Polearm Master is one part of D&D's most cheesiest combo (the other being Sentinel), but is still quite good on its own. It allows you to make opportunity attacks when a target comes in range, which is especially potent on weapons with reach; it also lets you use a bonus action to attack with the butt of your weapon.


Sentinel lets you make an attack on targets that attack one of your allies, provided they are in range. It also gives you advantage on opportunity attacks and reduces that creature's movement to zero when you land on an opportunity attack. Combine this with Polearm Master and you can keep an enemy both out of range and prevent them from running away.


Sharpshooter has the same perks and cons of Great Weapon Master, sacrificing your chance to hit with a -5 modifier but dealing an additional 10 damage on a successful shot. You also ignore the rules of high ground, allowing you to fight from the ground just as effectively as above. Ranged attacks have slightly fewer options to mitigate the -5 to hit, but you can still get around this (stealth being a primary one).

Tavern Brawler

Tavern Brawler is a handy feat for times when you find yourself unarmed, and contributes to builds focusing on throwing items and weapons or even tossing enemies off cliffs. It allows you to add double your Strength modifier to unarmed attacks and throws, which can be very strong for characters with high Strength scores. With the right setup, this feat lets you deal upward of 100 damage, but you need to build around it for it to be effective.


Health is one of the most important aspects of Baldur's Gate 3, as it is directly tied to whether your character lives or dies. For this reason alone, Tough is a great choice of feats because it gives an additional two hit points per level. This may not seem like much, but it adds up and is especially noticeable for characters with little health to start off with.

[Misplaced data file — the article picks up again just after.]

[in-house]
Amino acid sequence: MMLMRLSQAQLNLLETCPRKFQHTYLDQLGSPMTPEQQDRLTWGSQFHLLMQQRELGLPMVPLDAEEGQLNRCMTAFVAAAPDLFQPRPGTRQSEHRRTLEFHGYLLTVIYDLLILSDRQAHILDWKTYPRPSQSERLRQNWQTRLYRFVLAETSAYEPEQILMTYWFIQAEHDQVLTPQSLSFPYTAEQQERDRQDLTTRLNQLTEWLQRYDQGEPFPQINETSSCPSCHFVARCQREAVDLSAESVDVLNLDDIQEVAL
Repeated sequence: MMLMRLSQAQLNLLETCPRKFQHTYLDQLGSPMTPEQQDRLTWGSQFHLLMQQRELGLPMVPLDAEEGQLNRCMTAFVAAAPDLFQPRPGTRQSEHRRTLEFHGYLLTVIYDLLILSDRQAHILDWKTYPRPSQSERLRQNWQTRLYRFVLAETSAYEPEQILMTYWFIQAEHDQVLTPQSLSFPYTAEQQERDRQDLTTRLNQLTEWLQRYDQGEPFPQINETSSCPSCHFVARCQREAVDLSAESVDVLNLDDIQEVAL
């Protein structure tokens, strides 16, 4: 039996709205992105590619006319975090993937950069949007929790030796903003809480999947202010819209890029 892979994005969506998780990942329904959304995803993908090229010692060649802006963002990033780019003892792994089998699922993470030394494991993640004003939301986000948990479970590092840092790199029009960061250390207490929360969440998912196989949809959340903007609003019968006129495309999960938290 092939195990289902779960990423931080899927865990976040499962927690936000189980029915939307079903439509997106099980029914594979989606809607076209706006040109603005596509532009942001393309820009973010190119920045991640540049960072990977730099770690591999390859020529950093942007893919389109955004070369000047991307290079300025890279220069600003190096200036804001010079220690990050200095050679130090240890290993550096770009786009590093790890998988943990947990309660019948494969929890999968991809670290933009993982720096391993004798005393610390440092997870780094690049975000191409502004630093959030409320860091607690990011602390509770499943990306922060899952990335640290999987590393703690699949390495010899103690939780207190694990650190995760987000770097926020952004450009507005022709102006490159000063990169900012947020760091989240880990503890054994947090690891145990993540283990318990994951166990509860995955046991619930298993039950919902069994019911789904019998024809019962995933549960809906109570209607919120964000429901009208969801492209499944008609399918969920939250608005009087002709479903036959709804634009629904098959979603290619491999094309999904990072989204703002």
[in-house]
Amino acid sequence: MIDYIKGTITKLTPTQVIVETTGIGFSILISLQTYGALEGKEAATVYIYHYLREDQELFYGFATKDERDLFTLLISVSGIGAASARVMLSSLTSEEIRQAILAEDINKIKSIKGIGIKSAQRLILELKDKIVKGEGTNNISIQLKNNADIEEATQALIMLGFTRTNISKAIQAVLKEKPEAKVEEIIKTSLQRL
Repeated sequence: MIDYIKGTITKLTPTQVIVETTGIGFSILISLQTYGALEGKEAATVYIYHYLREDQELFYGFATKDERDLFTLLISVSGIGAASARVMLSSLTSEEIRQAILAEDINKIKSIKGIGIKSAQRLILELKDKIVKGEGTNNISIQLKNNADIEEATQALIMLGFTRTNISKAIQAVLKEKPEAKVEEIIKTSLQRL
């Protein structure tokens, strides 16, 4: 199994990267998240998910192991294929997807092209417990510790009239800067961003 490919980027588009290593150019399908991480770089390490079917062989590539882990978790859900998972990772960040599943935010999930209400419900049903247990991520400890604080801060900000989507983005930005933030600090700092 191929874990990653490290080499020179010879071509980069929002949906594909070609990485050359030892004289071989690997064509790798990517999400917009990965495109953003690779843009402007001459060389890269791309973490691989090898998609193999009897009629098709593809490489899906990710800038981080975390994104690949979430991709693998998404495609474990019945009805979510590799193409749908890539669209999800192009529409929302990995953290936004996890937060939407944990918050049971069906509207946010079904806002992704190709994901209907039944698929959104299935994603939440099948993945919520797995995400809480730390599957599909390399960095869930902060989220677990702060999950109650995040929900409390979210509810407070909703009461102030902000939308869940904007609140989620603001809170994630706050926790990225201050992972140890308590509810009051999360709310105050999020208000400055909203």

War Caster

War Caster can turn your spellcaster into a true war wizard, sorcerer, cleric, bard, warlock, or druid. Doing so gives advantage on concentration saves, which are crucial for keeping concentration spells active. It also allows melee spells — primarily Shocking Grasp — to be used in place of opportunity attacks. This can be pretty strong, albeit situational.

Related: Baldur’s Gate 3 Momentum – What does it mean?



Athlete isn't bad, but it gets outranked by better feats. Gaining a boost to Strength or Dexterity can help round out your stats or get you that better modifier, but its other perk is somewhat lackluster. While standing up from a prone position requiring less movement and a better jump are good for staying mobile, they are more situational than useful.

Dual Wielder

Anyone building a two-weapon fighter will want Dual Wielder, as it gives a bonus to AC and lets you dual-wield weapons that aren't light. With that, your options are greatly expanded and your attacks hit harder. Even if you don't use non-light weapons, getting the AC bonus while dual-wielding is a great benefit since you sacrifice a shield.


Durable is another feat that gives a bonus to your stats. The +1 to Constitution can be helpful for characters lacking in this area and helps get more HP. That said, the ability to regain all hit points on a short rest can be helpful if you take many of these. Can be extremely good on characters with large health pools.

Mage Slayer

Mage Slayer is a feat that offers situational benefits, but extremely powerful ones when you can take advantage of them. My favorite part is forcing a spellcaster to make their concentration save at disadvantage when striking them, so it's harder for them to keep their spells up. The melee benefits are okay, but most spellcasters will simply keep their distance or try to run away.


Resilient allows you to increase any stat by one and gain proficiency in that stat's saving throw. I find this to be most useful for spellcasters, as it allows them to gain proficiency in Constitution, which is helpful for succeeding on concentration checks. Other than that, I typically avoid Resilient in favor of other feats.

Savage Attacker

For those who want to increase their damage, Savage Attacker ensures you have the greatest chance of rolling high. The bigger your weapon's hit die, the more helpful Savage Attacker will be.

Spell Sniper

Spell Sniper has been nerfed from its 5E version, but is still a fairly decent feat. You gain an additional cantrip to expand your spellbook, and score a critical hit on a 19 and a 20. You can stack this feat to further increase your critical range, but I don't recommend it.